Video Script: My Best Friend & Under My Bed

Voice Over (Female Child)

Visualization

‘I have a friend. She lives in my house.’

The little girl is peeping from a window. There is another window at the right side, there is a replica of the same girl in this window. The replica is a little faded.

‘When I am happy, so is she.’

The little girl is going round and round with her hands spread out. Her replica/reflection is also dancing by her side.

‘When I cry, she cries too.’

Both of the girls are crying.

‘But I cannot hear her voice.

My friend lives inside the mirror.’

”Come out,’ I tell her, ‘we will play.’

She does not come out.’

Now the little girl is standing in front of a mirror. She is holding a billy in her hands. She looks at her reflection in the mirror. She appears to be sad.

‘I am not happy.

I go to sleep.’

The little girl is lying in the bed. She is asleep on her front with both hands below her face.

‘She comes out of the mirror when I am sleeping. We have a lot of fun.’

The little girl is holding both hands with her replica. Both of them are going round and round around each other. There is little cuckoo flying around them.

‘We play, run, shout, and scream together.’

Both of them are now standing under a tree. There are two huts behind them. An owl, a cuckoo and a squirrel are playing around them. The girls are shouting.

‘When I talk to her, she also talks to me.’

Now both the girls are sitting on the branch of a tree, with their hands around each other’s shoulders. There is a blue bird flying around them. A butterfly too is hovering around them. The branch is laden with many colourful leaves.

‘In the morning, my friend will go back into the mirror.’

Now both the little girls are hugging each other in a window.

‘But I do not mind at all. We will play again in my dreams!’

The little girl is looking in the mirror. Her reflection is asleep in there.

No Voice Over(Subtitles)

Visualization

‘I wake up at night feeling thirsty.

I want to get some water. I start

Looking for my slippers under the bed.’

An 8 year old boy wakes up, gets down from his bed and peeps under it for his slippers. He sees big flashing eyes of a tiger under his bed.

‘Oh, no! There’s a tiger under my bed.’

The boy is crouching over his bed and looking down. The back of the tiger appears under the bed.

‘Now what shall I do? Shall I call Ma? What if the tiger comes out?’

The boy lowers his head below the bed and he sees the back of the tiger.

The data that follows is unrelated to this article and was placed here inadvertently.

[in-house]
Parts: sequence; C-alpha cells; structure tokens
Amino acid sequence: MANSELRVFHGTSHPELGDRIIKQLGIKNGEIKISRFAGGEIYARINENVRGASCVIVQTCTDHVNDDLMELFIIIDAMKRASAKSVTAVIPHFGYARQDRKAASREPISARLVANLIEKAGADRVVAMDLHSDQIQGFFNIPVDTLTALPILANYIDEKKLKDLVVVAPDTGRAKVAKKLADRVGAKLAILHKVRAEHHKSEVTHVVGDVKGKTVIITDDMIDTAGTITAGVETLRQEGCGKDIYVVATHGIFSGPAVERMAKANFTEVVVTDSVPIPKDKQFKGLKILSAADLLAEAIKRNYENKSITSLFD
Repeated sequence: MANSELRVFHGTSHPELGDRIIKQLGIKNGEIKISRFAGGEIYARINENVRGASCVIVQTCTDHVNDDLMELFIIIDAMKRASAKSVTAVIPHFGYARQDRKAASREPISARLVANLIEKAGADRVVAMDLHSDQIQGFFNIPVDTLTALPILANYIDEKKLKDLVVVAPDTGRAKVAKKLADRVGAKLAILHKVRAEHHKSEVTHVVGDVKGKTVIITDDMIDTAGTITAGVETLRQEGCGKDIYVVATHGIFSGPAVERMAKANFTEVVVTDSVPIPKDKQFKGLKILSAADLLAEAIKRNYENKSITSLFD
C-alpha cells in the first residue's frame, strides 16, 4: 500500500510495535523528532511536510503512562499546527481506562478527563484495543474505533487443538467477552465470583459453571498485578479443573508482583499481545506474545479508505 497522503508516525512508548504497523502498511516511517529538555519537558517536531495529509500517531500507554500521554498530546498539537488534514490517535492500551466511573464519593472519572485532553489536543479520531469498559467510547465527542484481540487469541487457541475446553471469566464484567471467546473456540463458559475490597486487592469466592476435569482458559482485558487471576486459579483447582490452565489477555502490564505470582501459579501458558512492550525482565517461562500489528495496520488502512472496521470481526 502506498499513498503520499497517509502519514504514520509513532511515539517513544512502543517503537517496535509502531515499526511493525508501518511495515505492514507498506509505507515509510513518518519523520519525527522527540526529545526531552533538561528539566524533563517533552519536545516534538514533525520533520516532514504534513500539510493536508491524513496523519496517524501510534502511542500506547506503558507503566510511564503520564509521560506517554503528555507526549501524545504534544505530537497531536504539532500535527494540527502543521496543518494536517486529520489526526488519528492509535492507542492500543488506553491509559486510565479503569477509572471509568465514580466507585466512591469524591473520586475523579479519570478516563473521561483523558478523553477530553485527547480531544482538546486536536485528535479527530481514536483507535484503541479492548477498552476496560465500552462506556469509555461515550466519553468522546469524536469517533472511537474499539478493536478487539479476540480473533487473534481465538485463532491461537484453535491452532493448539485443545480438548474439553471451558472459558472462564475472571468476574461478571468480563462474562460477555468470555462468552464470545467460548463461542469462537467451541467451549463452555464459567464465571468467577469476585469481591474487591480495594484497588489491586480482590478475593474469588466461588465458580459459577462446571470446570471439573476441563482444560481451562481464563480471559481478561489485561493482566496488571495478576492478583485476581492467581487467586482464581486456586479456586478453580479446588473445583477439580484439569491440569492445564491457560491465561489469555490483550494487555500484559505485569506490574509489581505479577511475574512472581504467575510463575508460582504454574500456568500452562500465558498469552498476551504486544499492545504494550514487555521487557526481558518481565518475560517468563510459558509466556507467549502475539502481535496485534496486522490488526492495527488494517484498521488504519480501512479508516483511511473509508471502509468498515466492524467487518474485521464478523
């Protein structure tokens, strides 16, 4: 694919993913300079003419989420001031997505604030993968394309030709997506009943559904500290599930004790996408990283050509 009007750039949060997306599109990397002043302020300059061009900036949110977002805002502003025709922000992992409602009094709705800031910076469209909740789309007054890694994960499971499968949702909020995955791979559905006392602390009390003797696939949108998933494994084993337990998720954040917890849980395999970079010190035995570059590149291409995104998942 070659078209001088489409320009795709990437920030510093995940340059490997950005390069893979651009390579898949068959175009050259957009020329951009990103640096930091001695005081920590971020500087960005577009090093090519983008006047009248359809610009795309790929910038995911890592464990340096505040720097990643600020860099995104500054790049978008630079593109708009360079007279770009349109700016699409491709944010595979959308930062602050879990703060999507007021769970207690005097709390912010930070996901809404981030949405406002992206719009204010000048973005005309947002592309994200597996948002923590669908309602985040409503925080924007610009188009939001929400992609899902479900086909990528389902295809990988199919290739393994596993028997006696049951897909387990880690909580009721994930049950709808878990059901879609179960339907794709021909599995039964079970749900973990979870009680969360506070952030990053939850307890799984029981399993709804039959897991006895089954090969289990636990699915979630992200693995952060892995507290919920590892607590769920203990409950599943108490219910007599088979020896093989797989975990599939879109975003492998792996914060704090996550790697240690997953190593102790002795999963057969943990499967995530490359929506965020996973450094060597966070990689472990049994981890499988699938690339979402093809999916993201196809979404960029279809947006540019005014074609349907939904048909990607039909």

‘Should I just go back to sleep? But I am not sleepy anymore.’

He lies down back on his bed. He is lying on his side. He covers his head with the blanket yet his face is still open and his hands are on his face.

(Then someone turns on the light. Ma is standing at the door.)

‘What happened, dear? Did you call me?’

Ma is standing at the door. The little boy lifts his blanket from one side and looks at her.

(I point towards the tiger. Ma bends and pulls the tiger out from under the bed!)

Ma bends down and pulls the tiger from under the bed. The little boy crouches with her.

‘Hey! There is no tiger.

This is my yellow and black sweater. Its buttons shine like a tiger’s eyes.’

Ma stands up and shows the sweater to the boy. The little boy sticks his tongue out with both his hands below his chin.

‘I got frightened for nothing.’

The boy wears the sweater and smiles.

‘Now I will sleep and dream about real tigers in the jungle!’

Ayomah Was A Young Man So Anxious About A Future Decided By Money

The scars of his experience selling newspapers at Oshodi can be shown in deep weals and scars across Ayomah’s arms and legs. The mental scars simmers behind a face which seldom smiles without the soothing encouragement from his wife. He does remembers clearly what his Mama said to him before his departure to Nigeria.

“Ayoma, you are the youngest of my three children, your other two half-sisters have all left with their foreign fathers… you are my only hope.” Putting her right hand over Ayomah’s right shoulder and holding the stick with her left hand in order to keep her balance, she continued, “I do understand that poverty is not an abstract, it has been the daily life of you and me… and it kills, It’s true that money hassles us all the time, partly because we sometimes fail to distinguish clearly the difference between wants and needs.”

She sighed for a moment and continued, “My son, we may desire some things in life, may want them badly, but do not truly need them. A fuzzy line between wants and needs may lead us into taking unnecessary risks.” As she toiled to ease the pain in her left leg that has just been operated upon, she said, “Ayoma, as a young man so anxious about a future decided by money, I wouldn’t discourage you from leaving home in order to seek for greener pastures elsewhere, you do have my blessings where ever you decide to go.” “Do send my regards to your half-sister Cecelia”

Ayomah wondered why his Mama asked him to send her regards to Cecelia when she was far away in Taiwan. He was only leaving for Nigeria – half-sister country that shares both cultural and linguistic affinity with his country, Ghana. Why didn’t his Mama ask him to send her regards to his other half-sister Patricia, who was in England? It was to take him another 10 years to come to terms with his Mama’s parting words.